So we might be getting close to an answer, but Tabby’s Star remains a mystery for at least a little while longer! But speaking of astronomical mysteries, astronomers might have discovered what triggers a type Ia supernova. According to research published last week in the journal Nature, they could be caused by a helium nuclear explosion — which is as intense as it sounds.

Some supernovas happen when super-massive stars collapse, but a type Ia supernova happens when a white dwarf, the remnant of an old star, gets too massive and explodes. Usually, this happens because it’s been siphoning off matter from a companion star in a binary system. Type Ia supernovas are a really important tool in astronomy.

No matter where in the universe they are, the light they emit evolves following the same pattern. That means it’s relatively easy to calculate how far away they and their galaxies are. And studying them was actually how we found out the universe’s expansion was accelerating!

But we did all that without actually knowing what causes white dwarfs to go boom. Now, we might have solved that mystery. Using the Subaru telescope in Hawai’i, an international team of astronomers scanned a large piece of the sky, looking for baby supernovas only a few days old.

In each galaxy, type Ia supernovas only happen about once per century, so they used a wide-field camera mounted on the telescope to try and capture as many as possible. And they found a bunch of them! One candidate about 1.5 billion light-years away, officially called SN 2016jhr, appeared to be only about half a day old!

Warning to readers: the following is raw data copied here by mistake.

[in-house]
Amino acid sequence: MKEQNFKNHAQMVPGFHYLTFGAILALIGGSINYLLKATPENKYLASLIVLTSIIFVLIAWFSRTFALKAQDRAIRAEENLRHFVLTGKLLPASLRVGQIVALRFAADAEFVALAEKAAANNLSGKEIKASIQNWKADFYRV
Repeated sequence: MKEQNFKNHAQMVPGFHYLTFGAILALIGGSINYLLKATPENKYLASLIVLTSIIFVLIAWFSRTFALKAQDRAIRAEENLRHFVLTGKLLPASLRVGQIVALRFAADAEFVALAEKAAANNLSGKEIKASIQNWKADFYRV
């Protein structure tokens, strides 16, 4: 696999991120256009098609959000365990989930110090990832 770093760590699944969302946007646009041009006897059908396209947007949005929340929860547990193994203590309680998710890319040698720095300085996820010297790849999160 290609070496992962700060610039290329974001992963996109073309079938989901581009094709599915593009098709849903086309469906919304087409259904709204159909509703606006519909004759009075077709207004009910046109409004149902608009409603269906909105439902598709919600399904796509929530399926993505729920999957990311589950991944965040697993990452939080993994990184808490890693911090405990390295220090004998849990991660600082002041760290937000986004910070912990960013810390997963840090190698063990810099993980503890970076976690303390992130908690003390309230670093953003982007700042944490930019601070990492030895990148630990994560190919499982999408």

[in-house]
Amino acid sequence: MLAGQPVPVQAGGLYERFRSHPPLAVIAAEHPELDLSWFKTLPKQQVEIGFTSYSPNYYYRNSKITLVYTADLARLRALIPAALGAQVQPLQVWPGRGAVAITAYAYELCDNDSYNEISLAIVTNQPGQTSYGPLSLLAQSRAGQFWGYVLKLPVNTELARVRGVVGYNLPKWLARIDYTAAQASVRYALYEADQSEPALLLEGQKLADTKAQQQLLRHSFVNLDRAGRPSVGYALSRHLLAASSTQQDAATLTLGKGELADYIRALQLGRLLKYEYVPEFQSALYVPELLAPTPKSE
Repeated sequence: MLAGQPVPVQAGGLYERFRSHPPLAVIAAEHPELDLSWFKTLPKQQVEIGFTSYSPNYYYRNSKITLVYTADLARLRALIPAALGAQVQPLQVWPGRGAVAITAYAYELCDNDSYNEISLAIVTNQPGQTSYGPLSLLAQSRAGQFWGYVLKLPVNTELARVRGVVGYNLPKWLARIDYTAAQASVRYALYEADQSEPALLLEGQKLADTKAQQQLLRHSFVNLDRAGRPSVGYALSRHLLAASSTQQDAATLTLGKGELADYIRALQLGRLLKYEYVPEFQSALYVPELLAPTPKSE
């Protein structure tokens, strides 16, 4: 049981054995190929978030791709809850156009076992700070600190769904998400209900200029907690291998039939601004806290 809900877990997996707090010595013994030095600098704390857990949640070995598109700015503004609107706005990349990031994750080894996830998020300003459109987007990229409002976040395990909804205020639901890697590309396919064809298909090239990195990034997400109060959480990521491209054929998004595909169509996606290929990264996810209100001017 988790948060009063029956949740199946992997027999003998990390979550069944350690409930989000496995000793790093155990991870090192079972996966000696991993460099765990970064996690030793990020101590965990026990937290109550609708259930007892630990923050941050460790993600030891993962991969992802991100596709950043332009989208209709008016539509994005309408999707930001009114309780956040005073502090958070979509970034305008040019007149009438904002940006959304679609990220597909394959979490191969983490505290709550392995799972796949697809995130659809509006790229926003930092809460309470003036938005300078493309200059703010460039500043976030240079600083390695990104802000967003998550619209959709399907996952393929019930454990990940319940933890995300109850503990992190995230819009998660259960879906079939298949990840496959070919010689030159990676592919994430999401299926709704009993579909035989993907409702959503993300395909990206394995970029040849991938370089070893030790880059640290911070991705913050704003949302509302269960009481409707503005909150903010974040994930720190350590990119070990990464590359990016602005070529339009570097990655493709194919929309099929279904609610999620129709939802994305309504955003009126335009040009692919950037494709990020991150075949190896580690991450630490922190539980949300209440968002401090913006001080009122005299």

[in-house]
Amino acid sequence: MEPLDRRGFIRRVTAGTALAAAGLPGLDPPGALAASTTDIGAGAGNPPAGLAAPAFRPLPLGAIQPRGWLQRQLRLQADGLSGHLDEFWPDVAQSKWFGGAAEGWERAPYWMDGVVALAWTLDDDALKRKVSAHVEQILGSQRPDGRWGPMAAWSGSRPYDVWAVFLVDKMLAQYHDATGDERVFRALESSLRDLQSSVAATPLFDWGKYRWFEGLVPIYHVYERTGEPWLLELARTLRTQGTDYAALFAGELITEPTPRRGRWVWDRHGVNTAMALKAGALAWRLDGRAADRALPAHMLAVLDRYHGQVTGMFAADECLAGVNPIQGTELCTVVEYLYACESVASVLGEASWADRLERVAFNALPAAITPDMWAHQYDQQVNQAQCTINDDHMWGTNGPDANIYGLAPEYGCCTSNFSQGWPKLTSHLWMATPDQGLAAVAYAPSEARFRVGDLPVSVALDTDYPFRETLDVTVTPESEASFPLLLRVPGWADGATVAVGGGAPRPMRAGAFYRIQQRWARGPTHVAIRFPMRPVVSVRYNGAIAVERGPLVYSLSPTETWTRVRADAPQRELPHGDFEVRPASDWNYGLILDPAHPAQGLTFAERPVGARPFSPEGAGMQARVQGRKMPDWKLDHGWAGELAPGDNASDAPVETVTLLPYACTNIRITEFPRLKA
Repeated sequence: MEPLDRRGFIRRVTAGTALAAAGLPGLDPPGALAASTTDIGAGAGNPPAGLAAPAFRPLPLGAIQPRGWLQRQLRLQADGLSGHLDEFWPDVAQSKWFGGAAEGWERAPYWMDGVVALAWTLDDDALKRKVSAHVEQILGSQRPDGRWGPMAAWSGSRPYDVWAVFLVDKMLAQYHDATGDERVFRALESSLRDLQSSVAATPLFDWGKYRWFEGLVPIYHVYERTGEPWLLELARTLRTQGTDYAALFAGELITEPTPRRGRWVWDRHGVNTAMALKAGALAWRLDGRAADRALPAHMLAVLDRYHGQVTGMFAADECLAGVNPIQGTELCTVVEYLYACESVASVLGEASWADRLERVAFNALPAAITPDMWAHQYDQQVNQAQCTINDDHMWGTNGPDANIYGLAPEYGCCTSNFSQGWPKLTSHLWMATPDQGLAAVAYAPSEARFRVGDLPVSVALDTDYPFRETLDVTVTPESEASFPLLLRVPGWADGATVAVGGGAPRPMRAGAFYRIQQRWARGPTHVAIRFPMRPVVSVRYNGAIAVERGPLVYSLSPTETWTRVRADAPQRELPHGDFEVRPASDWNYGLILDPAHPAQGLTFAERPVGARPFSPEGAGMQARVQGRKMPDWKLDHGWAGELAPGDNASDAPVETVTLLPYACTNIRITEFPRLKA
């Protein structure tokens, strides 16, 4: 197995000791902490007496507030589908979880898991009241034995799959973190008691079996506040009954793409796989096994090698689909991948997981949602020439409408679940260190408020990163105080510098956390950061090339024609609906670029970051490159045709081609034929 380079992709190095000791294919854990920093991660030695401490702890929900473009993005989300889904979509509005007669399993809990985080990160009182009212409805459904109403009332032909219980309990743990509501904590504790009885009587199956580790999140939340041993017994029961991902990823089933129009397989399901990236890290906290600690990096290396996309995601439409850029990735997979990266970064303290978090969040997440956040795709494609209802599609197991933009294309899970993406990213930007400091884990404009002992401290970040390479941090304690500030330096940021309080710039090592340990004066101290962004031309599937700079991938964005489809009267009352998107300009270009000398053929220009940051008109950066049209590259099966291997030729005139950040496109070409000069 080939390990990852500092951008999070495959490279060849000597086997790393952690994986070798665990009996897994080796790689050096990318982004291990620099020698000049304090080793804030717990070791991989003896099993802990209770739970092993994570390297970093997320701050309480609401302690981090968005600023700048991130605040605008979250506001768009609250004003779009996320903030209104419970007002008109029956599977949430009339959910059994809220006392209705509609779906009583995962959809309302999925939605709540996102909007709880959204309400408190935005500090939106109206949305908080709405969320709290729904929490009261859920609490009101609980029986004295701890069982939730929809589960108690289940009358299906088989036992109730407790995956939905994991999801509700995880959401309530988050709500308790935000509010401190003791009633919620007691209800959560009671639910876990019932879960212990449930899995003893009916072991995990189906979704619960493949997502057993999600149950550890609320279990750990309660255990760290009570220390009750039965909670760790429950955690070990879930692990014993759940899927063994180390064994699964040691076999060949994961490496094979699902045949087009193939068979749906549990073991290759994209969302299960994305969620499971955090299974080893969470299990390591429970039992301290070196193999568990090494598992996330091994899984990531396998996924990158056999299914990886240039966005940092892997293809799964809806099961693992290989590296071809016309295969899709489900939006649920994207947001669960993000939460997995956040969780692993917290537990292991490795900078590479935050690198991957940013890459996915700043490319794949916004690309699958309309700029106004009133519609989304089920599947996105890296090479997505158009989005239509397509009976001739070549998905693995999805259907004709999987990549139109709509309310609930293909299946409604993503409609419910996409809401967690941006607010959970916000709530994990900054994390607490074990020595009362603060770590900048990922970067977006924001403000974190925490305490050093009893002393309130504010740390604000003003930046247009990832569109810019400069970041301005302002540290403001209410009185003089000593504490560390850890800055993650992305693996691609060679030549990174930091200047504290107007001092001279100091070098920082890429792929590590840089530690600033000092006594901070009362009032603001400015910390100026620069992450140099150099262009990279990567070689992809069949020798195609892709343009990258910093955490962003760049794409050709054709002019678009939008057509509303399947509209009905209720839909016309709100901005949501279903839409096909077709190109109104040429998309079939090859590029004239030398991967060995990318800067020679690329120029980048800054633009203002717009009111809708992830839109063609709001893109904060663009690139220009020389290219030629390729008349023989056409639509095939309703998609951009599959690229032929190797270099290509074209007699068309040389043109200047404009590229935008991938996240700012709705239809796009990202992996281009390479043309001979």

That’s super young — younger than any previously studied supernovas like it. It’s so young that the light it emitted didn’t even match what astronomers usually find. After tracking this object’s light curve for two months, the team used a supercomputer to try to model their observations.

According to the simulations, the star collected enough mass from its companion star that a thin shell of helium on its surface experienced extreme temperature and pressure. It was enough to fuse the helium atoms and create an explosion! The resulting shockwave then traveled down into the white dwarf, causing the carbon inside the star to ignite.

And that created the energy needed to rip the star apart in an explosion 5 billion times brighter than our Sun. Understanding how these explosions are triggered and what they look like just hours after starting will be important, because it will help astronomers improve those distance measurements and how we understand our universe’s history. Speaking of stars, most of us know that our sun is kind of your average joe, unlike tiny white dwarfs or huge, red giants.

Which is pretty common knowledge now, but what about way back in Greece around 200 BCE? Our partner,, has a cool lesson about how Greek astronomer Aristarchus tried to estimate the size of the sun, and I'm going to look through it. Brilliant’s really cool because it gives you context.

Like, instead of just giving you this math problem it’s putting you in the head space of an early astronomer. Each little quiz is building on the previous one so you are applying what you learned in the last section to this new section. It’s fun because it’s kind of like a game and I want to win, but more than that I really just want to know the answer and learn more about it.

So when you get a question wrong, you’re still learning a cool thing. Thank for pretending to be Aristarchus with me and checking out . If you want to support SciShow Space and test your knowledge and try this out for yourself you should click on the link in the description and check it out!